Asking people to subscribe to your channel is a must-do — and yes, people will actually subscribe just because you ask! But if you give them a reason to, they’re even more likely to hit that red button. “Subscribe so you get my next video first!” or “My subscribers get exclusive content” and “Subscribe so you can enter my giveaway” are examples of language to try.
This may sound complicated but it really isn’t. Look at it like any other planner or calendar you might use in your regular life. It keeps your content organized and focused on the goals of your strategy. It might sound like a lot of work but there are tons of online tools to get you started. Promo.com monthly calendar covers every single day of the year with great daily content to share on your socials. You can even sync it to your own personal calendar so you are always inspired and up to date with post-worthy events.

It’s clear that video marketing is growing. It’s also clear that both marketers AND consumers want more of it. What might not be so clear is how easy and effective video marketing can be for businesses of all sizes. Hopefully, 73% of marketers are reading this because they’re about to find out why a lack of time, budget, or other resources do not have to slow down your video marketing growth!
While you’re on the quest to find and attract new customers and leads, don’t forget about the ones you already have. Share your video content and channel with relevant email lists. Encourage your contacts to check out a blog post you’ve in which embedded a video to increase both the video and website traffic or direct them to a relevant playlist you’ve curated. Sending an email newsletter with valuable information and video content is another great way to keep your contacts engaged.
In essence, the Overlay is a simple banner ad that sits on the lower third of your video. You have full control over the copy, thumbnail image and the desired destination you want to send users to. This function takes a few minutes to set up, but failure to add it is simply leaving valuable traffic on the table. James: do you have a video or link that shows how to set this up?
Your tags will help YouTube better understand what your video is about. That will help it place your video in relevant searches and as suggestions on other relevant videos. Performing a quick YouTube search for one of the keywords in your title will help you identify more potential tags. For example, if your video is called "How to Use Old Clothes to Make New Styles," you might search the word "clothes" and see what the suggested searches are.
This description can be a maximum of 5,000 words, allowing users to understand the subject of the playlist at a glance and YouTube’s algorithm to take into account the contents of the playlist. Target wrote one sentence describing their Current TV Spots playlist, using keywords like great commercials, exclusive online content and of course Target. Completing the same type of research for the title of your playlist is also recommended when writing the descriptions of your playlists as well.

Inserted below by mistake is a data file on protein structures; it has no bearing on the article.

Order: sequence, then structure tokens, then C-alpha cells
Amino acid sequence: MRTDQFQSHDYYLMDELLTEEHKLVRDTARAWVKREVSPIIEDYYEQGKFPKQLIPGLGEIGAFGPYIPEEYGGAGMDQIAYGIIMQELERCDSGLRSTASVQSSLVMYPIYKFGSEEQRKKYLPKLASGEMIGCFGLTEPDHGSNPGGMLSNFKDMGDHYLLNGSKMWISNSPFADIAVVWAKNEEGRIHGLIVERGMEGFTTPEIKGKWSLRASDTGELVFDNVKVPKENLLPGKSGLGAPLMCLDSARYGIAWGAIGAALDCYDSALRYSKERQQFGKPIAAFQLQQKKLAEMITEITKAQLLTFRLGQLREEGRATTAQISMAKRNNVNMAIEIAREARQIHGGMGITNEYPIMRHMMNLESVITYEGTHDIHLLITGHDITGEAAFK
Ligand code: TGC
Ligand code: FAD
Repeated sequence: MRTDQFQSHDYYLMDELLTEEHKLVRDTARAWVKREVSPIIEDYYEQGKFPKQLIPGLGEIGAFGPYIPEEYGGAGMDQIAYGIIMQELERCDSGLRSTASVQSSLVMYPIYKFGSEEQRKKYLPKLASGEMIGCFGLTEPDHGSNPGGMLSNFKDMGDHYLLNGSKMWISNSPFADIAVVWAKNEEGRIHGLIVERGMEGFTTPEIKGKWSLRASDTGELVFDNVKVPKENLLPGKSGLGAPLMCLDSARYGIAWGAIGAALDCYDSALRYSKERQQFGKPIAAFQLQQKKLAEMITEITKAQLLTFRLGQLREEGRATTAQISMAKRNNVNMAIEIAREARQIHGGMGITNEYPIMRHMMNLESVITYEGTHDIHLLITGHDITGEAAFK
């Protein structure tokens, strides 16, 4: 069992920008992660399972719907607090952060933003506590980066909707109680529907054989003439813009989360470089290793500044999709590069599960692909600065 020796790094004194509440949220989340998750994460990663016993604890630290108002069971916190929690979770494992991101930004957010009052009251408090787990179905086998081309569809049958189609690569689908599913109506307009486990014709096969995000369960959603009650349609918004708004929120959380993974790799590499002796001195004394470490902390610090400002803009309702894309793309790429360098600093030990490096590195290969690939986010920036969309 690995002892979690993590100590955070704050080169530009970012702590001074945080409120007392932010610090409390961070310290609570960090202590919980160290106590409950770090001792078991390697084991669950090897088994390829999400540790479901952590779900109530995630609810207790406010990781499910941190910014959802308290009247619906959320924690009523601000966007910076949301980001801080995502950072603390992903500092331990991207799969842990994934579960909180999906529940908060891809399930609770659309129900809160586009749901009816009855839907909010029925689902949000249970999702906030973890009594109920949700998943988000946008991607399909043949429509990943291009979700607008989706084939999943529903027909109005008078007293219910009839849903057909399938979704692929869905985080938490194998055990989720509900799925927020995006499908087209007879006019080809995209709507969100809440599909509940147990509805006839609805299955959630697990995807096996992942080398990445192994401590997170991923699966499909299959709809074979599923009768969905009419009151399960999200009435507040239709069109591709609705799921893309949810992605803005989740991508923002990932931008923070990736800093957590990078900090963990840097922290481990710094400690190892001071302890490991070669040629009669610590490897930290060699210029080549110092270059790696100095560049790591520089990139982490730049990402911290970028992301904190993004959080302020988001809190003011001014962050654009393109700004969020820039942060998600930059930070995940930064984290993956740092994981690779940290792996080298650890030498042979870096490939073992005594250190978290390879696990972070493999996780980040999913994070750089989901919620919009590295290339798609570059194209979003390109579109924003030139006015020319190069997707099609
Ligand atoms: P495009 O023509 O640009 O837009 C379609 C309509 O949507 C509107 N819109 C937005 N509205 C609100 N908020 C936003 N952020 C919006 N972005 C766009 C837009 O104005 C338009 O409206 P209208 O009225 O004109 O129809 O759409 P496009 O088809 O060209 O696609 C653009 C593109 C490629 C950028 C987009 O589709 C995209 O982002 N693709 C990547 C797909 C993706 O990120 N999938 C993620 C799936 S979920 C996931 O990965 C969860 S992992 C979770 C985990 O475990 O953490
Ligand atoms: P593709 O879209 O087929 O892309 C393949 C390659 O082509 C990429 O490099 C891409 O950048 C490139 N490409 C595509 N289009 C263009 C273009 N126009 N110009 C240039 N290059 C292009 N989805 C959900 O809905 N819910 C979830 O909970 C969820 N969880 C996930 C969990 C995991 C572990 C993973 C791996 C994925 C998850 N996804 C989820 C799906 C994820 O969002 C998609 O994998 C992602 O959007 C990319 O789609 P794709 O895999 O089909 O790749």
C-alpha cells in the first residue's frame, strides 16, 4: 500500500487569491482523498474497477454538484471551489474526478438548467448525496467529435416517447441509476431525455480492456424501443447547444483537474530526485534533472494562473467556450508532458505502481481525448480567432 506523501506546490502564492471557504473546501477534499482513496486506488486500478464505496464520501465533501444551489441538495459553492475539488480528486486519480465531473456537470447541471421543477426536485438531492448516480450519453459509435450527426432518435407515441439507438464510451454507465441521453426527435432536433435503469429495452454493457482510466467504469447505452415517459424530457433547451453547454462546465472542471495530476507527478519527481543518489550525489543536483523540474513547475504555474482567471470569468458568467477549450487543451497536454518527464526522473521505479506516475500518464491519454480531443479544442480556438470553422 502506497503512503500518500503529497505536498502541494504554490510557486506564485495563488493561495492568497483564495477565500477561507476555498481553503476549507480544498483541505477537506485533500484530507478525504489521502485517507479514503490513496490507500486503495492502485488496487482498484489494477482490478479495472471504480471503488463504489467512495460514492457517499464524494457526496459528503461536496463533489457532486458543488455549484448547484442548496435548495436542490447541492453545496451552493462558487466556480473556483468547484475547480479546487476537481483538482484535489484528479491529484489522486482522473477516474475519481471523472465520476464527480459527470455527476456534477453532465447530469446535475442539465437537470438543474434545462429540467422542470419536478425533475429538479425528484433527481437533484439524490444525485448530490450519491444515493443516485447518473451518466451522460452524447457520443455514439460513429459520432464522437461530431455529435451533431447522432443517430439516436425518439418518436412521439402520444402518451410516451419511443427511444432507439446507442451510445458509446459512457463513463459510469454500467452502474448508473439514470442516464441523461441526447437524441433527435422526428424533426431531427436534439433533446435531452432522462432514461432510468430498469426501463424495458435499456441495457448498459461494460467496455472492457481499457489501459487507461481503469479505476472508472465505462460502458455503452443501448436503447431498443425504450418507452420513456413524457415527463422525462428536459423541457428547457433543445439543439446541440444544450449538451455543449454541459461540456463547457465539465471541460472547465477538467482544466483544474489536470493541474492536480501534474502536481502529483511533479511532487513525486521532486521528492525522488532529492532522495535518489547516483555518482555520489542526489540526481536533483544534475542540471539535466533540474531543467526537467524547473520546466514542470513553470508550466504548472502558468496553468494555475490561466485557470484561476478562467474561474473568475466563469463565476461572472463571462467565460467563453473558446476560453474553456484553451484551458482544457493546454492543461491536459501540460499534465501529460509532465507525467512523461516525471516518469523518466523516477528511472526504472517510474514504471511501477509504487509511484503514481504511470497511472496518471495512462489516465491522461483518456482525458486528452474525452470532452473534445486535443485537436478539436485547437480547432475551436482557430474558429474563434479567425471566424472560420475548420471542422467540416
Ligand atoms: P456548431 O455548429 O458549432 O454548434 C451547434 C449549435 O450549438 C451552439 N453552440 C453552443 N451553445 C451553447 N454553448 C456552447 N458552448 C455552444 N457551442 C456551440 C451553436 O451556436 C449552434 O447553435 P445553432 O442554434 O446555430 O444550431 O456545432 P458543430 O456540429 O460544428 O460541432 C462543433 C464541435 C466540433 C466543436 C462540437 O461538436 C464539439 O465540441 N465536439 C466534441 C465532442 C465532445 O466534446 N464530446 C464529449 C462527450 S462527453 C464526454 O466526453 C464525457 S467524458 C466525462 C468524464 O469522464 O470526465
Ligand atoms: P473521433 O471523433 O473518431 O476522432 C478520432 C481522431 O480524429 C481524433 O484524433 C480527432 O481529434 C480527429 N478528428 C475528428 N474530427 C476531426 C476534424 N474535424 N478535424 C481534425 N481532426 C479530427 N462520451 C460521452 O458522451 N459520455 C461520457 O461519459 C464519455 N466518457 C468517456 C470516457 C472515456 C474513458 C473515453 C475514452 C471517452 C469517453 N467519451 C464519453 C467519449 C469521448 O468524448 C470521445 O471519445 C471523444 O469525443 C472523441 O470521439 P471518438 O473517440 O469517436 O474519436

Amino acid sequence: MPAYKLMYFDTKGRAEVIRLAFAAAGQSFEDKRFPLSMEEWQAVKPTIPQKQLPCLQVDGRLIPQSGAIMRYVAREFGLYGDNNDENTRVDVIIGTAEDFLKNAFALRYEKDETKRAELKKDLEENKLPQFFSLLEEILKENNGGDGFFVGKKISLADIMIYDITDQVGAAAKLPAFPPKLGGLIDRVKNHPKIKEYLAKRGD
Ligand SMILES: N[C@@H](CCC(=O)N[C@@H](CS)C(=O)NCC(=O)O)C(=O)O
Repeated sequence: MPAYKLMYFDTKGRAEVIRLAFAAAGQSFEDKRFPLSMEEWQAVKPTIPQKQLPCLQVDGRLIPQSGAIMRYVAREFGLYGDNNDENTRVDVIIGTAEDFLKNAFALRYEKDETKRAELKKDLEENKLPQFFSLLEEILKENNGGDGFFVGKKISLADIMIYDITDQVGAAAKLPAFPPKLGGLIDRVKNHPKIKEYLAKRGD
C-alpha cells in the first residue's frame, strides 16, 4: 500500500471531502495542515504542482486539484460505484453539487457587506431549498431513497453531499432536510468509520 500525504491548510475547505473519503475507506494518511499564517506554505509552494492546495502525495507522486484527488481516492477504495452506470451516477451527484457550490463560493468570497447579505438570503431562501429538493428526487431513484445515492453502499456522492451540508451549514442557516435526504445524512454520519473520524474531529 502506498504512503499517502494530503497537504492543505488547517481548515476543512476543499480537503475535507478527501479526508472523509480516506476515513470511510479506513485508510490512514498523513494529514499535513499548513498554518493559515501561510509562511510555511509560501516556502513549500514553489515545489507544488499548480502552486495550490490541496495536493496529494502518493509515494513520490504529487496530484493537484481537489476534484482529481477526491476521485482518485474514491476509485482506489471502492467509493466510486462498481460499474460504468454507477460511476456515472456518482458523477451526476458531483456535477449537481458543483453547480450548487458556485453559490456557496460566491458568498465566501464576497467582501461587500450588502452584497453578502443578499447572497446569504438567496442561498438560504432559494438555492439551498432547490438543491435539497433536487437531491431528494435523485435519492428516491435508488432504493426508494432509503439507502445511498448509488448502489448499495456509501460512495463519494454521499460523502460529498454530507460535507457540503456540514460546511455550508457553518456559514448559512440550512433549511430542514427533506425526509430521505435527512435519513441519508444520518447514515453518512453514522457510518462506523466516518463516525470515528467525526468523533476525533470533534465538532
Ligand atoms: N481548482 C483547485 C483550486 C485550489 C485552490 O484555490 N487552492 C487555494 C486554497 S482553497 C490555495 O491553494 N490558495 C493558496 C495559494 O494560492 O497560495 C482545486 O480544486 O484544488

Your suggested searches may include "clothes haul," "clothes hacks," "clothes diy," or "clothes shopping." That means people are searching for those terms, but it doesn't mean that you should add all of them. Only add the relevant search terms, or YouTube might dock you in their results or even remove your video completely. Same goes for adding tags into descriptions, which YouTube calls tag-stuffing.

As a platform, YouTube excels at hosting most video types. Hosting on YouTube is free so many brands find it convenient and efficient to host their video content there. Content hosted on YouTube is easily shared and embedded elsewhere. If you were to host your content directly to your website, you run the risk of lengthy page load times. In today’s fast-paced online world, long load times are a major no-no which makes YouTube a yes-yes. 

Asking people to subscribe to your channel is a must-do — and yes, people will actually subscribe just because you ask! But if you give them a reason to, they’re even more likely to hit that red button. “Subscribe so you get my next video first!” or “My subscribers get exclusive content” and “Subscribe so you can enter my giveaway” are examples of language to try.
When creating an ad, you have 5 seconds to hook the viewer in so they watch more of your video. You see what Tai Lopez does? The background is him standing in a mansion, and the first thing he says is that he’s going to give you a tour of his mansion. Then he introduces himself. And to keep you watching, he gives you a video tour of the mansion while he talks about himself and what he offers. This is great marketing that few people have done.
This is one of the most usable annotations of them all. It’s a simple square that you can enter text into, as well as the links to other YouTube features like the speech bubble allows you to add. This annotation looks professional and is an easier way to present links to relevant destinations like a brand’s Twitter account or website. A marketer could utilize this annotation in a similar way to the speech bubble, but this annotation is more relevant for a variety of video content.
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